Kōji Enokura (b. 1942, Tokyo, Japan; d. 1995, Tokyo, Japan) received an MFA in painting at the Tokyo National University of Fine Arts and Music in 1968, and taught there from 1975 until his death. At the end of the 1960s, he became associated with a loose group of artists who collectively came to be known as Mono-ha (“school of things”). Their ephemeral, site-specific work explored natural and industrial materials, examining their respective material qualities and the interdependent relationships generated by specific placements within a space. Enokura created one of his most iconic installations at the Paris Youth Biennale: Wall (1971), a three-meter-tall and five-meter-wide concrete partition between two trees in the Parc Floral de Paris. Throughout the first half of the 1970s, Enokura stained paper, cloth, felt, and leather with oil and grease. He also discolored the floors and walls of galleries and outdoor spaces. In his writings he stated, “It is the tension between the body and the material that interests me, and that’s what I want to explore. It attests to the consciousness I have of my own existence.” Though no longer extant, these installations are documented in photographs. During the 1980s and 1990s, Enokura continued to explore the act of staining on cotton fabric. In these works, the artist variously contrasts smooth fields of black paint with unpainted fabric, drenches the entire surface, or uses oil-soaked beams of lumber to mark the fabric—either affixing the beams to the work or leaning them against it. Enokura is also known for his signature fabrics hung diagonally on the wall and folding out onto the floor.
During his lifetime, Enokura had numerous solo exhibitions at Japanese galleries and museums, including the Saito Memorial Kawaguchi Museum of Contemporary Art, Kawaguchi, Japan and the National Museum of Art, Osaka, Japan both in 1994. In 2005, the Museum of Contemporary Art, Tokyo, Japan held a major retrospective. Enokura’s work has also been included in landmark surveys including Reconsidering Mono-ha, National Museum of Art, Osaka, Japan (2005); Avanguardie Giapponese degli Anni 70, Setagaya Art Museum, Tokyo, Japan (1993) and Galleria Comunale d’Arte Moderna, Bologna, Italy (1992); Venice Biennale, Venice, Italy (1978, 1980); Biennale of Sydney, Sydney, Australia (1976); Paris Biennale, Paris, France (1971); and the legendary Tokyo Biennale ‘70: Between Man and Matter, Tokyo Metropolitan Art Museum, Tokyo, Japan (1970). Recognition in the United States began with his inclusion in Requiem for the Sun: The Art of Mono-ha, curated by Mika Yoshitake and held at Blum & Poe, Los Angeles, CA in 2012. This large-scale survey was the first overview of the movement in North America. Blum & Poe subsequently presented Enokura’s first solo exhibition in Los Angeles in 2013. Since then, he has been included in major exhibitions such as Japanorama. New vision on art since 1970 at the Centre Pompidou-Metz, Metz, France (2017); and Re: Quest―Japanese Contemporary Art since the 1970s, Museum of Art, Seoul National University, Seoul, South Korea (2013). His work is represented in numerous institutional collections, including Fukuoka Art Museum, Fukuoka, Japan; Hara Museum of Contemporary Art, Tokyo, Japan; Hiroshima City Museum of Modern Art, Hiroshima, Japan; Hirshhorn Museum and Sculpture Garden, Washington, D.C.; Hyogo Prefectural Museum of Art, Kobe, Japan; Museum of Contemporary Art, Tokyo; Museum of Fine Arts, Gifu, Japan; National Museum of Art, Osaka, Japan; National Museum of Modern Art, Tokyo, Japan; Pinault Collection, Venice, Italy; Rachofsky Collection, Dallas, TX; Setagaya Art Museum, Tokyo, Japan; and Tokyo Metropolitan Art Museum, Tokyo, Japan.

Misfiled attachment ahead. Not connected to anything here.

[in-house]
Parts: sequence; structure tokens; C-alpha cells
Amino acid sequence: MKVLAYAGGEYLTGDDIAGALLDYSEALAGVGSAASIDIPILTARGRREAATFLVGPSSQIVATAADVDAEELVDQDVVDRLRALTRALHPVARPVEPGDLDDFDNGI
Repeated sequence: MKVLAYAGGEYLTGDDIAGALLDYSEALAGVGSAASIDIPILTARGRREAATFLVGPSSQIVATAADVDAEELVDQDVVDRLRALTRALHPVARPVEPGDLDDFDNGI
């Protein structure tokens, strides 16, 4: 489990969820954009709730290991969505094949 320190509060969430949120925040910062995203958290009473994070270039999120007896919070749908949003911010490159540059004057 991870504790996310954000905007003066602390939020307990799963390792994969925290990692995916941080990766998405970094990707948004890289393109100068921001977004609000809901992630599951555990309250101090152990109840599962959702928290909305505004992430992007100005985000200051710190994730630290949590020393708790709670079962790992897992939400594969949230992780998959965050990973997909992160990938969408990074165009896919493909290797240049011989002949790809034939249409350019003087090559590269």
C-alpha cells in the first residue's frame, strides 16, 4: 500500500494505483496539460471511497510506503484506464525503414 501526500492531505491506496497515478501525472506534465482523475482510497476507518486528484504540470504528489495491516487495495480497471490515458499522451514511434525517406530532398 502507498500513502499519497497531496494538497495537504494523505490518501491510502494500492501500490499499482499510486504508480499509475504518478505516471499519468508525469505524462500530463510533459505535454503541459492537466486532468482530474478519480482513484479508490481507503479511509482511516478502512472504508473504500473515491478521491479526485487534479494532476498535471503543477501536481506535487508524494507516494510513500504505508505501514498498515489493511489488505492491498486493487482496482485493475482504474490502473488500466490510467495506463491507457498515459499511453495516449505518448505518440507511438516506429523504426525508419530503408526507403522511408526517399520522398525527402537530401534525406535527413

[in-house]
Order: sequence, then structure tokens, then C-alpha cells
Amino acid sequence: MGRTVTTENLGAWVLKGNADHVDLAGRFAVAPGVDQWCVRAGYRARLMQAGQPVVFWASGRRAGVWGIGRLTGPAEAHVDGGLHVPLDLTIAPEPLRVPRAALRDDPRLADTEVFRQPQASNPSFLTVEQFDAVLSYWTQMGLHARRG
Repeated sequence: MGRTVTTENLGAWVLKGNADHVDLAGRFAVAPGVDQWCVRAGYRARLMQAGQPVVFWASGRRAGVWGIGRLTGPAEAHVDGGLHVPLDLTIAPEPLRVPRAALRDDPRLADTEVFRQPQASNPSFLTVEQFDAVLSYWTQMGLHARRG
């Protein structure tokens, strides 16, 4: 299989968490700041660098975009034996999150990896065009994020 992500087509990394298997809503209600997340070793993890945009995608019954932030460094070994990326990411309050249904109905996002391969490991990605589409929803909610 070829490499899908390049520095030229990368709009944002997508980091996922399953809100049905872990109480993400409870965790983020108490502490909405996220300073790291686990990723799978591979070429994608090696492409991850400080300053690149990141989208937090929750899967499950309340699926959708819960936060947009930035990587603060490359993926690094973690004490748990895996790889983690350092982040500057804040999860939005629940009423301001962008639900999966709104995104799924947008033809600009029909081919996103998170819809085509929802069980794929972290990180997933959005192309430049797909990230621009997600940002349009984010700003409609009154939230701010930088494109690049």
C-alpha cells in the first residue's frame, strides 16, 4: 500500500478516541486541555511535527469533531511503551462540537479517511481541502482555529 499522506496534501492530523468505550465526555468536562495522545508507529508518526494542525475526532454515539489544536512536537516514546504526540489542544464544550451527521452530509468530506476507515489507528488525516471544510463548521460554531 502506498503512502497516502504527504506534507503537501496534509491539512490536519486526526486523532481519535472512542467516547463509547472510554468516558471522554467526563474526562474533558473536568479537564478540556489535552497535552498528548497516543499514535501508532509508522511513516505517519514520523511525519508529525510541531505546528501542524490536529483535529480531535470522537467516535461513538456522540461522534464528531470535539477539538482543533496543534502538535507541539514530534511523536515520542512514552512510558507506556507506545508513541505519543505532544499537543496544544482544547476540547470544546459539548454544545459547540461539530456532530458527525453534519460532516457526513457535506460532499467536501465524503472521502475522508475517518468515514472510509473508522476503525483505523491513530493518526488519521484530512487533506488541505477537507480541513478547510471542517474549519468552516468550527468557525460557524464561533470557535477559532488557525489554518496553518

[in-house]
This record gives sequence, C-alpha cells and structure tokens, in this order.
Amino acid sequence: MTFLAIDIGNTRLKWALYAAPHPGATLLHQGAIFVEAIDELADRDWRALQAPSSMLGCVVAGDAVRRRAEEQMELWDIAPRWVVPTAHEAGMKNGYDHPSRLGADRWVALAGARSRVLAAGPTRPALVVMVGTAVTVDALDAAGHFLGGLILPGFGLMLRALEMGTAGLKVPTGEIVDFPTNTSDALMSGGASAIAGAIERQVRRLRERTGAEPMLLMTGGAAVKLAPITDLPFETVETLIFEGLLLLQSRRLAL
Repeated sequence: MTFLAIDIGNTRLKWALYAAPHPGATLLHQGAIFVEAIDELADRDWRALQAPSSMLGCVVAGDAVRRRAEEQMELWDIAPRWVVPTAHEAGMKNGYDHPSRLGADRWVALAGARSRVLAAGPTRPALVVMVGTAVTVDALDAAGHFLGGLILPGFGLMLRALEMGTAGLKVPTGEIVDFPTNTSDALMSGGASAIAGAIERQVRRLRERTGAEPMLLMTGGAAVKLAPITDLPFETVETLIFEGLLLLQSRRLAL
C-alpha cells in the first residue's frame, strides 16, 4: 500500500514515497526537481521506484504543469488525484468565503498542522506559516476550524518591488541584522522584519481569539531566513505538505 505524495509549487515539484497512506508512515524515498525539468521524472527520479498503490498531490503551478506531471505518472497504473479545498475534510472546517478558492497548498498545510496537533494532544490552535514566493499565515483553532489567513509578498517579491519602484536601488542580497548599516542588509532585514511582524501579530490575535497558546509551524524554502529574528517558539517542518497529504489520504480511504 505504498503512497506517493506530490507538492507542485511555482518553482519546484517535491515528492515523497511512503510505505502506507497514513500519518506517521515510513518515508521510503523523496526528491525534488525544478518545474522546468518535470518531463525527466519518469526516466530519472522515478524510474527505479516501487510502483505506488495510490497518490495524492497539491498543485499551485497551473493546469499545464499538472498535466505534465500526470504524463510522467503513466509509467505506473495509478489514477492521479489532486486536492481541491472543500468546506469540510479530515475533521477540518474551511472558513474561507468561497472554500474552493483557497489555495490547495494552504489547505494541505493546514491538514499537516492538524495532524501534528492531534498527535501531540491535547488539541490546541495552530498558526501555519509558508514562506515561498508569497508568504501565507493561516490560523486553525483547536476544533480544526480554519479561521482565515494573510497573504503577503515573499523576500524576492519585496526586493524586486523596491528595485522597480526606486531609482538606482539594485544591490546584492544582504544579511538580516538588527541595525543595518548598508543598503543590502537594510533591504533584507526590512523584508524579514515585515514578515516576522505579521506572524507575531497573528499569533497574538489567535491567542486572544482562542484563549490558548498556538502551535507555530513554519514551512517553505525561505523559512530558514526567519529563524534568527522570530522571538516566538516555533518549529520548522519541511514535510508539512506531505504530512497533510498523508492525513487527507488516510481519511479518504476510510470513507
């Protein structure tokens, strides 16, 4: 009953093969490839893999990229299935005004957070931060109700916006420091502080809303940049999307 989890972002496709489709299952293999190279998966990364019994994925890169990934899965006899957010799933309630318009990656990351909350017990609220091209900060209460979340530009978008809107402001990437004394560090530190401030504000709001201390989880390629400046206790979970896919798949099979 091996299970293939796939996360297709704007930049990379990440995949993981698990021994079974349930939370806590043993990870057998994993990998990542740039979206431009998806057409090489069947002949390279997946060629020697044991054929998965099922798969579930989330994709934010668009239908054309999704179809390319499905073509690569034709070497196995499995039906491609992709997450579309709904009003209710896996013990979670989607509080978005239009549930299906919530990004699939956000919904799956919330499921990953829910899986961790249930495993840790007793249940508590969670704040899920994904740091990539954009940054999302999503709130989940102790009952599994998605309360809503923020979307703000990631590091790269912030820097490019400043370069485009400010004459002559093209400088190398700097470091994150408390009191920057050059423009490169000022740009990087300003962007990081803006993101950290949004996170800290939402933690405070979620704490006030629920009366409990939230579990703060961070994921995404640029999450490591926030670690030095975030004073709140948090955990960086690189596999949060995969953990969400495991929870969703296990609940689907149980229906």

Requiem for the Sun: The Art of Mono-ha
Mono-ha: School of Things